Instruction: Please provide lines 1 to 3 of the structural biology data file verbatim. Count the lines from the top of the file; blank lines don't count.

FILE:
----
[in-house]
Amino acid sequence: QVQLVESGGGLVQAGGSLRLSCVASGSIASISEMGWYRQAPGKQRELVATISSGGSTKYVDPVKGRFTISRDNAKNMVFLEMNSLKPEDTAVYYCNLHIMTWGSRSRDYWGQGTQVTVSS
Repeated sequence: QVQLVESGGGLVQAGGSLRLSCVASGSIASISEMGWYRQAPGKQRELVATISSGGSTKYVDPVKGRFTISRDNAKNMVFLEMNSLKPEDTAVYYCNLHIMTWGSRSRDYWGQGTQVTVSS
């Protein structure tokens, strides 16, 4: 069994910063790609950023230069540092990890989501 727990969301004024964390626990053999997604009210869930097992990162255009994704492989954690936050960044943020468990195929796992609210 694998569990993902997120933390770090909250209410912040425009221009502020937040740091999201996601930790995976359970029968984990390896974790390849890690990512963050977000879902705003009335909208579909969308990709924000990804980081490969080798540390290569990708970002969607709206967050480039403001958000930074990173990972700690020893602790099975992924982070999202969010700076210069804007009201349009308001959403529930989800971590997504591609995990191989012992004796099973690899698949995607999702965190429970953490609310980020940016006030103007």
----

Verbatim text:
[in-house]
Amino acid sequence: QVQLVESGGGLVQAGGSLRLSCVASGSIASISEMGWYRQAPGKQRELVATISSGGSTKYVDPVKGRFTISRDNAKNMVFLEMNSLKPEDTAVYYCNLHIMTWGSRSRDYWGQGTQVTVSS
Repeated sequence: QVQLVESGGGLVQAGGSLRLSCVASGSIASISEMGWYRQAPGKQRELVATISSGGSTKYVDPVKGRFTISRDNAKNMVFLEMNSLKPEDTAVYYCNLHIMTWGSRSRDYWGQGTQVTVSS